Took Blanche to a Ball
game at Yankee Stadium
and later one hour rowing
at Central Park and then
the Concert at the Mall, and
I'm still not sure who Blanche is, but in this, her second appearance in Papa's diary, she enjoys veritable 1920's New York montage of a day with Papa.
Things started off on a fine note with a Yankee victory over Detroit at the Stadium. New York sluggers Babe Ruth and Bob Meusel had quiet days, but the Yankees still scored eight runs while giving up only one. Was Blanche a baseball fan, or did Papa explain the game to her, show her how to keep score, lean in close to whisper during suspenseful moments? Did he wonder, on this pleasant August day, if this would be the first of many games he'd see with her?
I questioned a couple of days ago whether Blanche was an old friend of Papa's or someone he'd just started dating, but today's post-baseball row in Central Park leads me to think that romance was in the offing. Happily, Papa had practiced rowing in the Park earlier in the year, and perhaps he felt it paid off for him now. Was Blanch impressed by his comfort with his surroundings, his easy way with a rowboat, his rakishly-tilted straw boater?
And after rowing, a stroll over to the Mall, where they joined 60,000 others to see a concert featuring, among other selections, a couple of pieces by Wager and, luckily for Papa, his beloved Tchaikovsky. (I'm taking some liberties with the photo below since it's from 1894, but it's the best I could do.)
This concert was not, we should note, the August 24th performance at City College Stadium that Papa had thought about attending with the lively "Miss R.," a woman who had expressed a matrimonial interest in him last week. Still, it was an outdoor show and it did take place on the same day, so perhaps this is further proof that Blanche and Miss R. were, as I speculated the other day, the same person.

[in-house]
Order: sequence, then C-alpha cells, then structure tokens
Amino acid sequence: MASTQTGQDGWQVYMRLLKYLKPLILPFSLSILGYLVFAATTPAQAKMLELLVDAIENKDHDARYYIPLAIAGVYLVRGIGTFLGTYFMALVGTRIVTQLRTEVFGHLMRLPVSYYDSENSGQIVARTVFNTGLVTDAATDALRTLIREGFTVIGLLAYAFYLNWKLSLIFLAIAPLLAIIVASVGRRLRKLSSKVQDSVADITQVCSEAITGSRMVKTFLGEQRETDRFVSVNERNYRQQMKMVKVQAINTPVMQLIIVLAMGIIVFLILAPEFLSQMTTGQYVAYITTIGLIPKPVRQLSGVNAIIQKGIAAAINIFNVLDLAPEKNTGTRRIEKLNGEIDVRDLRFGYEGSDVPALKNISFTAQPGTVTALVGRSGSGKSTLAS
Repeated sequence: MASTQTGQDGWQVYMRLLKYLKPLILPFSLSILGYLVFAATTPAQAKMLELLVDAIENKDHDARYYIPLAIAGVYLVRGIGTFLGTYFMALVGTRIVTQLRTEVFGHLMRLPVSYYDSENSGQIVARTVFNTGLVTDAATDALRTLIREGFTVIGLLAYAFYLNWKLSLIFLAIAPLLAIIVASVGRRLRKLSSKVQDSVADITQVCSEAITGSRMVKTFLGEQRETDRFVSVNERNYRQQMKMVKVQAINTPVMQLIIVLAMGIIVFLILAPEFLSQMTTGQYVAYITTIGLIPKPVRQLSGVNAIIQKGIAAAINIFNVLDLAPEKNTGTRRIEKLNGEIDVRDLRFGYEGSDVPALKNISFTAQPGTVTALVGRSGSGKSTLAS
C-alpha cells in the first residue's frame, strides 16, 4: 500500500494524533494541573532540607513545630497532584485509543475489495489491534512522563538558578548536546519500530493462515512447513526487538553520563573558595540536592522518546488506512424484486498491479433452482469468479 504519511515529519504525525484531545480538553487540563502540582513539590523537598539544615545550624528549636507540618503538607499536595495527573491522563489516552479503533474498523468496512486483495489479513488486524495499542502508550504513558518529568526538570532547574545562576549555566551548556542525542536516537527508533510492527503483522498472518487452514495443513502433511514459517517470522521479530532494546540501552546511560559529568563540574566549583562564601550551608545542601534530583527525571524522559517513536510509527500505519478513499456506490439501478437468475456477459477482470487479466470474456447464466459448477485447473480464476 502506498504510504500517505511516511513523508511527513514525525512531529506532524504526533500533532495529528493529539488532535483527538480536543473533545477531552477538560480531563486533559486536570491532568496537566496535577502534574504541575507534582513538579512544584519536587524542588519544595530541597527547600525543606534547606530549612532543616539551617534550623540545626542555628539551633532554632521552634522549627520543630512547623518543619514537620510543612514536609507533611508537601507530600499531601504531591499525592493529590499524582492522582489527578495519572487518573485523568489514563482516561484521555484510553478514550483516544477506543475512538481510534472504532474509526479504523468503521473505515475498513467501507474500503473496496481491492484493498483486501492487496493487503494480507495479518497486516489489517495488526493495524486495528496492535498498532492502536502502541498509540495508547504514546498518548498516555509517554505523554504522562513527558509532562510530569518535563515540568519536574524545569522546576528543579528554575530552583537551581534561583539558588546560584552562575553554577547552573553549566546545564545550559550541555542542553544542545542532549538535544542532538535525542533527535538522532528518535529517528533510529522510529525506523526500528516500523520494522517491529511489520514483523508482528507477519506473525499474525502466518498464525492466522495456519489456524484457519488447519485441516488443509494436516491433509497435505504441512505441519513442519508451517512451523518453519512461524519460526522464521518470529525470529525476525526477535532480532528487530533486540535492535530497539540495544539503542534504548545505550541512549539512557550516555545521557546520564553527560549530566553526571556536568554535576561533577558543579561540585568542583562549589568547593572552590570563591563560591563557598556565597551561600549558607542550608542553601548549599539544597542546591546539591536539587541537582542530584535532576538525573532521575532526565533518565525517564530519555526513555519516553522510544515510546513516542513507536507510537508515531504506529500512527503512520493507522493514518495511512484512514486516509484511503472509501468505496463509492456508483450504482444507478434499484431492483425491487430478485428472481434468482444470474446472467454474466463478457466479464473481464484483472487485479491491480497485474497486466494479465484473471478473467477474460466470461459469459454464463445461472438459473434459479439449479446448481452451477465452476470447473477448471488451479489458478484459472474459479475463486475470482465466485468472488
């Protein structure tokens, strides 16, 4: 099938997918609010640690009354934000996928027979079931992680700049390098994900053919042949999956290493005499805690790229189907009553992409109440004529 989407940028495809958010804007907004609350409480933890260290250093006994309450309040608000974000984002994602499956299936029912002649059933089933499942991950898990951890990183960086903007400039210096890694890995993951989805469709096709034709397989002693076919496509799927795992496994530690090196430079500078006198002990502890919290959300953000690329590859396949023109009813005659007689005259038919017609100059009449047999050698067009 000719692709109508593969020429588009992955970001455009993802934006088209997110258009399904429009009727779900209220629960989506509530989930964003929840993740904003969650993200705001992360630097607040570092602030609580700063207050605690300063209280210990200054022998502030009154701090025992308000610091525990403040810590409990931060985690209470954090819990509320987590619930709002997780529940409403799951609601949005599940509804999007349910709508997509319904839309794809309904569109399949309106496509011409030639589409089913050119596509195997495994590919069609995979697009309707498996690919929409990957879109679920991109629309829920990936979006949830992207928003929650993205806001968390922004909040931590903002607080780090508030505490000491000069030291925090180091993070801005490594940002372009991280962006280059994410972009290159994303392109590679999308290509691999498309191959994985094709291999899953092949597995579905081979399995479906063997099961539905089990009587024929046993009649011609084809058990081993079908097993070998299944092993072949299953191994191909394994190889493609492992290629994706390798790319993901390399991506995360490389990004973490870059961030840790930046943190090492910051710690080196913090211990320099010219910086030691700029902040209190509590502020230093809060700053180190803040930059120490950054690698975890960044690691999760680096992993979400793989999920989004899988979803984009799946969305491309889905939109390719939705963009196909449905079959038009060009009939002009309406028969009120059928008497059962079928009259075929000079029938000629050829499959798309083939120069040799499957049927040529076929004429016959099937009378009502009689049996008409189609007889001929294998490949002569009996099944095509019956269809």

Since I've said what the concert wasn't, I should probably now say what it was: the summer's final outdoor show conducted by the popular Edwin Franko Goldman, who received an award at intermission in honor of his triumphant season. Goldman likely wrapped up the show with a performance of "On the Mall," a catchy march he'd just written that would go on to become his most famous composition. I wonder if, in later years, Papa felt proud to have been among the first to hear Goldman's signature work. I wonder, too, if the strains of "On The Mall" always made him think of Blanche and the perfect day, full of potential, they shared together in 1924.
- Listen to "On the Mall" by U.S. Army Field Band (from Rhapsody)
- 60,000 AT GOLDMAN FAREWELL CONCERT; Vast Audience in Central Park Mall Rises and Applauds Popular Conductor. (From the August 24th, 1924 New York Times.)
- YANKS GET 6 IN 6TH, TROUNCE TIGERS, 8-1; Ruth Starts Rally With Single -- Champions Beat Whitehill for First Time. (From the August 24th, 1924 New York Times.)
"Babe Ruth crossing the plate after making his first home run of the season today," April 21, 1924. Library of Congress # LC-USZ62-97945. No known restrictions on publication.
"New York City views from Central Park. Across lake at 77th St. VI," 1931. Library of Congress # LC-G623-T-15618
"The Mall, Central Park, N.Y. (looking south), 1894. Library of Congress #LC-USZ62-69575